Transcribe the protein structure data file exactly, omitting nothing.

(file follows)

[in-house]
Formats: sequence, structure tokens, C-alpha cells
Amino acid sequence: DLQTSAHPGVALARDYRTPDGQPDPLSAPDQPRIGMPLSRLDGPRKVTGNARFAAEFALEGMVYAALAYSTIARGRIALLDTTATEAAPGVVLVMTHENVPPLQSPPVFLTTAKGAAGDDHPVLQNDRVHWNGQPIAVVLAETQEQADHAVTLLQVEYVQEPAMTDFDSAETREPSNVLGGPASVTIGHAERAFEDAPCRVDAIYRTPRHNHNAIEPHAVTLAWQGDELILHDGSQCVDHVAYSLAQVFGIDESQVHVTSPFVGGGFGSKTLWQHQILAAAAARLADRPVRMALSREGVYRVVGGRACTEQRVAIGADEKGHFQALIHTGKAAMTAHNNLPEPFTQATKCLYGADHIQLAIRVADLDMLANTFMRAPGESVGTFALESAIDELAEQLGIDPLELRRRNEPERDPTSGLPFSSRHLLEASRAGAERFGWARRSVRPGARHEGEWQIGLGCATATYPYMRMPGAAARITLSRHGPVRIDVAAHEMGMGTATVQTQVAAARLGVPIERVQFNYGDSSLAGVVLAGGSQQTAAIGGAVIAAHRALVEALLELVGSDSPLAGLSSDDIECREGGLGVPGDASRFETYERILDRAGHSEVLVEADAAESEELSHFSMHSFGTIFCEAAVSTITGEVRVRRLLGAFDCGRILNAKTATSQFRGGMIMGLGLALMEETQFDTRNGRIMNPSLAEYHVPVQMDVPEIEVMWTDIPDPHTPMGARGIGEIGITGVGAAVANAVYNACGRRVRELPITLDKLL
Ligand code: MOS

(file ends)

[in-house]
Formats: sequence, structure tokens, C-alpha cells
Amino acid sequence: DLQTSAHPGVALARDYRTPDGQPDPLSAPDQPRIGMPLSRLDGPRKVTGNARFAAEFALEGMVYAALAYSTIARGRIALLDTTATEAAPGVVLVMTHENVPPLQSPPVFLTTAKGAAGDDHPVLQNDRVHWNGQPIAVVLAETQEQADHAVTLLQVEYVQEPAMTDFDSAETREPSNVLGGPASVTIGHAERAFEDAPCRVDAIYRTPRHNHNAIEPHAVTLAWQGDELILHDGSQCVDHVAYSLAQVFGIDESQVHVTSPFVGGGFGSKTLWQHQILAAAAARLADRPVRMALSREGVYRVVGGRACTEQRVAIGADEKGHFQALIHTGKAAMTAHNNLPEPFTQATKCLYGADHIQLAIRVADLDMLANTFMRAPGESVGTFALESAIDELAEQLGIDPLELRRRNEPERDPTSGLPFSSRHLLEASRAGAERFGWARRSVRPGARHEGEWQIGLGCATATYPYMRMPGAAARITLSRHGPVRIDVAAHEMGMGTATVQTQVAAARLGVPIERVQFNYGDSSLAGVVLAGGSQQTAAIGGAVIAAHRALVEALLELVGSDSPLAGLSSDDIECREGGLGVPGDASRFETYERILDRAGHSEVLVEADAAESEELSHFSMHSFGTIFCEAAVSTITGEVRVRRLLGAFDCGRILNAKTATSQFRGGMIMGLGLALMEETQFDTRNGRIMNPSLAEYHVPVQMDVPEIEVMWTDIPDPHTPMGARGIGEIGITGVGAAVANAVYNACGRRVRELPITLDKLL
Ligand code: MOS